Round 1 Place Round 2 Place 3 1st 47 2nd 9 3rd 63 4th 152 5th 18 6th 132 7th 290 8th 190 9th 100 10th
The ranking in the early rounds may be volatile but it’ll stabilise pretty soon I’m sure. If it was actually raining outside I’d be tempted to analyse the data to find out what the average change from Round 1 to Round 2 was, but there are weeds in the garden which need pulling up by the roots.
I’m not saying where I am in this whole thing, but I went into Round 3 feeling rather pleased because my ranking in the league had improved even though I’d fallen behind one of the five robot players I’m competing with in the simulation.
The Times tell us the final league table will be based on the Balanced Scorecard, which is how Shane and I have been ranking the players.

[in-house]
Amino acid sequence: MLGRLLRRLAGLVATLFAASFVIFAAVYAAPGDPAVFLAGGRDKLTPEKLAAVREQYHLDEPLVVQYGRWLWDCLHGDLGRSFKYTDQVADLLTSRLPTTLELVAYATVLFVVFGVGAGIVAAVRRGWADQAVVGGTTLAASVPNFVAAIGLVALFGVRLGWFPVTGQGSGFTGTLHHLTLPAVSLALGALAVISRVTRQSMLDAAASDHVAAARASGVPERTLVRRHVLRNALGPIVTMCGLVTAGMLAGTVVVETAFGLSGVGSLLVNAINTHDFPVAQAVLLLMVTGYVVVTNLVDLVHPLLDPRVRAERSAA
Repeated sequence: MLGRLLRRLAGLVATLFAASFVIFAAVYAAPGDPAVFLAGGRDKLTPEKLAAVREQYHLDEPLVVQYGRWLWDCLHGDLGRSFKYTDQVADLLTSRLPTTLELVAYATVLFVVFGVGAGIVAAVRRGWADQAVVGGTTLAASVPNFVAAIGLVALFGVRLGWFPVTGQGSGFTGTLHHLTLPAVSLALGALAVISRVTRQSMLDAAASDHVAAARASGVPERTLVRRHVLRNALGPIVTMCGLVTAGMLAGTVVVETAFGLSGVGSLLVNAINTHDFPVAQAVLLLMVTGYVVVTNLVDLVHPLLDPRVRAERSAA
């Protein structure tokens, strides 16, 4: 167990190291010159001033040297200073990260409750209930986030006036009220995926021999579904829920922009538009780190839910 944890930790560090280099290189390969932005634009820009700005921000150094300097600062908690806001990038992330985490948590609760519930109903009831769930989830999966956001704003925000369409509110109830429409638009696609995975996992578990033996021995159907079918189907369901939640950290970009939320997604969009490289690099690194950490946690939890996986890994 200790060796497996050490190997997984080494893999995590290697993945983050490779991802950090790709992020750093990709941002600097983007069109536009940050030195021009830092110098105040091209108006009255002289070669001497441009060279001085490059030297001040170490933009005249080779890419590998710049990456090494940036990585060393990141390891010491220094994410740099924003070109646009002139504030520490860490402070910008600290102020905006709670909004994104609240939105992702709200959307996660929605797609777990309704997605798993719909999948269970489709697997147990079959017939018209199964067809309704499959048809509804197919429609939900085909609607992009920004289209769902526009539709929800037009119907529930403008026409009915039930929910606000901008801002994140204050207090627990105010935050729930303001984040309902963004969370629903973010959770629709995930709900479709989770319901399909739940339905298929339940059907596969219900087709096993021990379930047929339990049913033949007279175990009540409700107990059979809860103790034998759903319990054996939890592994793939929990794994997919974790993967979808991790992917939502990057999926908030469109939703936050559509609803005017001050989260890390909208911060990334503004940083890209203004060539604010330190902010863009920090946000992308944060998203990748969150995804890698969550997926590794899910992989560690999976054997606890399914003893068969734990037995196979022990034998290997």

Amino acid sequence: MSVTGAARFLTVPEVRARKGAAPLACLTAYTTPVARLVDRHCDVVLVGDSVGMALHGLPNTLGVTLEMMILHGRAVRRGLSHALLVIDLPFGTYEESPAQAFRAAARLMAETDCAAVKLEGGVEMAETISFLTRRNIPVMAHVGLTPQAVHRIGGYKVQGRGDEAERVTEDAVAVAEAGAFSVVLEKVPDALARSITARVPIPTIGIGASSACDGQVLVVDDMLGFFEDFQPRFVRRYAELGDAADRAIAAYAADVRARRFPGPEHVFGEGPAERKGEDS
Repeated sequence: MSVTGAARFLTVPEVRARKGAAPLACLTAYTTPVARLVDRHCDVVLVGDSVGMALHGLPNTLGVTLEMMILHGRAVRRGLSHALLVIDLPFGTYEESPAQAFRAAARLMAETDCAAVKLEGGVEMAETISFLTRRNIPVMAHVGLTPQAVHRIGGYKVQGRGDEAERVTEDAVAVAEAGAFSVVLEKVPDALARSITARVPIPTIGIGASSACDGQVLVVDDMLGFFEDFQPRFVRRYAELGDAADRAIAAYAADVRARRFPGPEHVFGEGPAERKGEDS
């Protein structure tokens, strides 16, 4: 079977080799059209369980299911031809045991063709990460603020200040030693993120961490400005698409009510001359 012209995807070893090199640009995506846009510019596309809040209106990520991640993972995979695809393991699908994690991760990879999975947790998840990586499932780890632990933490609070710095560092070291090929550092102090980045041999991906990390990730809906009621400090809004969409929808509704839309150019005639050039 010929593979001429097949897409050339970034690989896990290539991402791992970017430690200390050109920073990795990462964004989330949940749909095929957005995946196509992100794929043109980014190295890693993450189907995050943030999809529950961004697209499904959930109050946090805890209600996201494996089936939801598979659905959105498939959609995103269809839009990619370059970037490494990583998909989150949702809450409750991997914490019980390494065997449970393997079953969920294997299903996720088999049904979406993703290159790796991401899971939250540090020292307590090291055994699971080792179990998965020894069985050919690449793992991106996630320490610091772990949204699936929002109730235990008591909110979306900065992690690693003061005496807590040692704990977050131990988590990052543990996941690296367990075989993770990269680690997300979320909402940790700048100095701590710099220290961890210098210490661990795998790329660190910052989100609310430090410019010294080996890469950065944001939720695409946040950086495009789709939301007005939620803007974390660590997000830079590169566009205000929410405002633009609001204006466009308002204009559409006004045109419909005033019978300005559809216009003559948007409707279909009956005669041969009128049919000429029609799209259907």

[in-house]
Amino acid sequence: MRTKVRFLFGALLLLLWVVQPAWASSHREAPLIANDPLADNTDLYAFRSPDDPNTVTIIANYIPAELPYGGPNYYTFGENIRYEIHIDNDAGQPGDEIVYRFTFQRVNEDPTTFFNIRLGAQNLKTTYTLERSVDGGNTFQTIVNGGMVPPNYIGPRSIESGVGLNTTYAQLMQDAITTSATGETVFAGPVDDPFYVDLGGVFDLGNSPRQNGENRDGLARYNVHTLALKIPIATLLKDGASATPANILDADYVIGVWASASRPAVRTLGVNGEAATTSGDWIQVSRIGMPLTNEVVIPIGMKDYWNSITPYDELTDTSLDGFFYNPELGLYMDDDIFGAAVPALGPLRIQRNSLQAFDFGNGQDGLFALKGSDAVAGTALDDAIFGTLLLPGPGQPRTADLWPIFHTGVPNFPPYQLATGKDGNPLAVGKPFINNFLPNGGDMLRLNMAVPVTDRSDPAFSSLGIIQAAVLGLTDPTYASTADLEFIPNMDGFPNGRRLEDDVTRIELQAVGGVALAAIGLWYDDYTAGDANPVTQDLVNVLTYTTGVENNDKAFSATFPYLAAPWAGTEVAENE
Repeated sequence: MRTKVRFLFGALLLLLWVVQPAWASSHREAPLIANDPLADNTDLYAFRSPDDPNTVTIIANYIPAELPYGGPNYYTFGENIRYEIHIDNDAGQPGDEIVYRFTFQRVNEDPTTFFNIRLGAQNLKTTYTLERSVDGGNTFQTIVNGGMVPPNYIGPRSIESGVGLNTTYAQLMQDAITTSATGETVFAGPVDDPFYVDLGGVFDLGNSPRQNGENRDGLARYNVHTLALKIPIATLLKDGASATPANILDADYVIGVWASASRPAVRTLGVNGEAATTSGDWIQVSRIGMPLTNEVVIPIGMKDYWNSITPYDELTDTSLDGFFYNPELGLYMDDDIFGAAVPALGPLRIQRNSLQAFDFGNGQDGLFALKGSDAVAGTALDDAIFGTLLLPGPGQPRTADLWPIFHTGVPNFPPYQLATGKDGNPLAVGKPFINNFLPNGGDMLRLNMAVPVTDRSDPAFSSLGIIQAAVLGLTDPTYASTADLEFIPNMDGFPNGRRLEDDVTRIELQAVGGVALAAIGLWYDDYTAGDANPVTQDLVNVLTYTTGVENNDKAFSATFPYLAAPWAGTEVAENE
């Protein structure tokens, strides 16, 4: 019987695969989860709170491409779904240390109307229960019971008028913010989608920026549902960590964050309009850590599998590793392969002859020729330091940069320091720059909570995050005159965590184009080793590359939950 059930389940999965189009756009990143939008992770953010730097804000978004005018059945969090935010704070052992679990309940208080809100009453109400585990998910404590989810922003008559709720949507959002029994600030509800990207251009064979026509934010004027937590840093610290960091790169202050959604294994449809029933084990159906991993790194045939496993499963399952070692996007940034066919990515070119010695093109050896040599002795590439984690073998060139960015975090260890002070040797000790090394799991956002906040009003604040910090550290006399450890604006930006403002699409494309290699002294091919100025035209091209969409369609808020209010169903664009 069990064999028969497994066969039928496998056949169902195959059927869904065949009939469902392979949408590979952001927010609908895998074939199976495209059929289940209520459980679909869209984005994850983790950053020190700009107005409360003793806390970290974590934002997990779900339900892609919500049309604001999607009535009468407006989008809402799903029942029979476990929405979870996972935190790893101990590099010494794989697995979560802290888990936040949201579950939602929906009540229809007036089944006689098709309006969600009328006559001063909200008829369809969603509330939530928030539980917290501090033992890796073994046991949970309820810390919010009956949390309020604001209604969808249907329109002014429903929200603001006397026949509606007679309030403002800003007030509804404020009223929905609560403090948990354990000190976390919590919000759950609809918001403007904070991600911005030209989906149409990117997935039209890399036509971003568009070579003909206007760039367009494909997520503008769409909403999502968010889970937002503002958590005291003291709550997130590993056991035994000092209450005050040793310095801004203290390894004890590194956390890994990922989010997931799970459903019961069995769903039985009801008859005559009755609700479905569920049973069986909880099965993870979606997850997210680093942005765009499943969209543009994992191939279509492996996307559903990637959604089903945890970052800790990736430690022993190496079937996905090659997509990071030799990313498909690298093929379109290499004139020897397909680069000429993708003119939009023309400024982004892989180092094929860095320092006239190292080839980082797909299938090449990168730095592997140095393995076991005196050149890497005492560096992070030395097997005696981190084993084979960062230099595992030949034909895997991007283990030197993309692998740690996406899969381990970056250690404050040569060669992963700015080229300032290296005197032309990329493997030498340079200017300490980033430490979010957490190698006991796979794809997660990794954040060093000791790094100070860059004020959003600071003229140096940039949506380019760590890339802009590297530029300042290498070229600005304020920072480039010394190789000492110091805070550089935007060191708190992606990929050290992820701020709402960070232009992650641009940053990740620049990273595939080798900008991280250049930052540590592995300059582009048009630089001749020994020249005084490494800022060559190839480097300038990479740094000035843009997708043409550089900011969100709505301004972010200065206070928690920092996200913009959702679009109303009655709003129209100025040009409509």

A brief aside here: the Balanced Scorecard was devised by Robert Kaplan and David Norton to help companies tune and track their progress in ways that aren’t just dollars and cents. For example, if being green is important to a company and it uses recycled paper even though it is more expensive, then its “sustainability” score goes up balancing out the fact that the “profitability” score goes down. The Balanced Scorecard is there to stop the lunatics, sorry, to stop the accountants taking over the asylum. In practice, I think it may just give them a wider range of beans to count.